Purdue University researchers have uncovered a potentially less expensive method to produce solid-state lighting based on light-emitting-diode (LED) technology. This development could hasten the day when LEDs, which are more energy efficient and longer lasting than conventional incandescent light bulbs, become the preferred lighting technology.
Existing LED lights are prohibitively expensive, in part because they are created on a substrate, or first layer, of sapphire. The sapphire-based LEDs require a separate mirror-like collector to reflect light that ordinarily would be lost. To overcome this problem, the Purdue researchers developed a means to create LEDs on low-cost, metal-coated silicon wafers, whereby the the silicon substrate is metalized with a built-in reflective layer of zirconium nitride.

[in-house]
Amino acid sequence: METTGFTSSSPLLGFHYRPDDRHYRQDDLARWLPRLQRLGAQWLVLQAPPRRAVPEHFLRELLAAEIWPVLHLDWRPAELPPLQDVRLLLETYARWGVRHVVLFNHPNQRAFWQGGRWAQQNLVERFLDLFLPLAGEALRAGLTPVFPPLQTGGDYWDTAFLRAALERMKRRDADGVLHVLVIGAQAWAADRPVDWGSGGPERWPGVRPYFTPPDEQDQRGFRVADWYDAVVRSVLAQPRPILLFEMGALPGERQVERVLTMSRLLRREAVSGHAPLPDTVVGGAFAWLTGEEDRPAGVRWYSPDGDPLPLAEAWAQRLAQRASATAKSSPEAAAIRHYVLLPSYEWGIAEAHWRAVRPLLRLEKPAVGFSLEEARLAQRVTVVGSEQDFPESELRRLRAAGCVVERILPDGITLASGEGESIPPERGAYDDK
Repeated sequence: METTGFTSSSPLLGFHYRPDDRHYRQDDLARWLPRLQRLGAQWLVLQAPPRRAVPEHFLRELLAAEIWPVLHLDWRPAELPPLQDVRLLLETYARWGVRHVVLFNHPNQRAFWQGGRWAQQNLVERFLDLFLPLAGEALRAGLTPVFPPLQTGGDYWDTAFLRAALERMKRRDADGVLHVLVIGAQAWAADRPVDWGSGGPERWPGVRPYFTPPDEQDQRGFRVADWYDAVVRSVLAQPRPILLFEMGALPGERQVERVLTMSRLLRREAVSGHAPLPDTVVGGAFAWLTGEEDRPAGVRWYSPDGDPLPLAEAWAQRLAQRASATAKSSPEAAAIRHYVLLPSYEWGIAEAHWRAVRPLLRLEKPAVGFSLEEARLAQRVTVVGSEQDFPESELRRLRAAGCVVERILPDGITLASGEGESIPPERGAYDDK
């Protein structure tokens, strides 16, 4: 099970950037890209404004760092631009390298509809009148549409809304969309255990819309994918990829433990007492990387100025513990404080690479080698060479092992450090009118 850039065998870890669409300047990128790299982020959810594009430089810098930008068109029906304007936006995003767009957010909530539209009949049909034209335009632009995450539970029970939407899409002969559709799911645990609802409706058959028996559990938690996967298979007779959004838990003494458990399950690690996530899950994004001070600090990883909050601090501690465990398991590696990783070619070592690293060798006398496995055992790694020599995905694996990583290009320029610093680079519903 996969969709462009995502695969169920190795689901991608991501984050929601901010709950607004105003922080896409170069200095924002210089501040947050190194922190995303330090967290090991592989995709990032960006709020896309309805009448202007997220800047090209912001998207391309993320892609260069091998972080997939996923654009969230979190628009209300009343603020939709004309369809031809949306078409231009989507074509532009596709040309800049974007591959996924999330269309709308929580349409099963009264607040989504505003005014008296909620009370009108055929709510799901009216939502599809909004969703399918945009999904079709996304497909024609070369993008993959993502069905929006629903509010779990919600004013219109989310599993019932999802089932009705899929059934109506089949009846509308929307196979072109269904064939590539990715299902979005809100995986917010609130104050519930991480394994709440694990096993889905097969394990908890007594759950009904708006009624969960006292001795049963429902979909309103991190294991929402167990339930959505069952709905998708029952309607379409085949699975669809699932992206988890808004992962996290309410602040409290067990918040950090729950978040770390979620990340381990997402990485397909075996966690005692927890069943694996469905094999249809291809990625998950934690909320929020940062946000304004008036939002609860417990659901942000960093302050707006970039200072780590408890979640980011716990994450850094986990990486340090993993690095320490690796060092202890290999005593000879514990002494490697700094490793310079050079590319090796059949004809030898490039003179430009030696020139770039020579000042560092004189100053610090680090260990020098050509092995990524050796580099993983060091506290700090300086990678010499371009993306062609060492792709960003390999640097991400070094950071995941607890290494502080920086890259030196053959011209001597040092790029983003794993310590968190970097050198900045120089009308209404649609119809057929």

According to Timothy Sands, professor of Materials Engineering and Electrical and Computer Engineering at Purdue, the silicon-based process will allow the scaling up of production using large silicon wafers, thus reducing cost. The widespread adoption of solid-state lighting could dramatically reduce the energy consumption and carbon emissions associated with generating electricity, as one-third of all electrical power consumed in the United States is from lighting.